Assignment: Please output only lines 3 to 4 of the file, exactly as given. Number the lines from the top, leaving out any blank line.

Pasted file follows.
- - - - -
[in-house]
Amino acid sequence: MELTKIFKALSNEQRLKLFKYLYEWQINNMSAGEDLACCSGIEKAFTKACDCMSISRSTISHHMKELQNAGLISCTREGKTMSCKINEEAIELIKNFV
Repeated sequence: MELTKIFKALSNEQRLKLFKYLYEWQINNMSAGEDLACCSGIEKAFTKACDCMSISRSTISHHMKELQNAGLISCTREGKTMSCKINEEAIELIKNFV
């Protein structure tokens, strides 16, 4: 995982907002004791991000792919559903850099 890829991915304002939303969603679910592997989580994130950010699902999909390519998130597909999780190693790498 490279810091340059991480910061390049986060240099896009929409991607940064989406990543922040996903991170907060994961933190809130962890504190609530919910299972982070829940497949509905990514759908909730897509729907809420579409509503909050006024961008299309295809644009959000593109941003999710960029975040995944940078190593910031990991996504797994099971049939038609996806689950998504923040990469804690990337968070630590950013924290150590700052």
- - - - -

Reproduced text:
Repeated sequence: MELTKIFKALSNEQRLKLFKYLYEWQINNMSAGEDLACCSGIEKAFTKACDCMSISRSTISHHMKELQNAGLISCTREGKTMSCKINEEAIELIKNFV
């Protein structure tokens, strides 16, 4: 995982907002004791991000792919559903850099 890829991915304002939303969603679910592997989580994130950010699902999909390519998130597909999780190693790498 490279810091340059991480910061390049986060240099896009929409991607940064989406990543922040996903991170907060994961933190809130962890504190609530919910299972982070829940497949509905990514759908909730897509729907809420579409509503909050006024961008299309295809644009959000593109941003999710960029975040995944940078190593910031990991996504797994099971049939038609996806689950998504923040990469804690990337968070630590950013924290150590700052």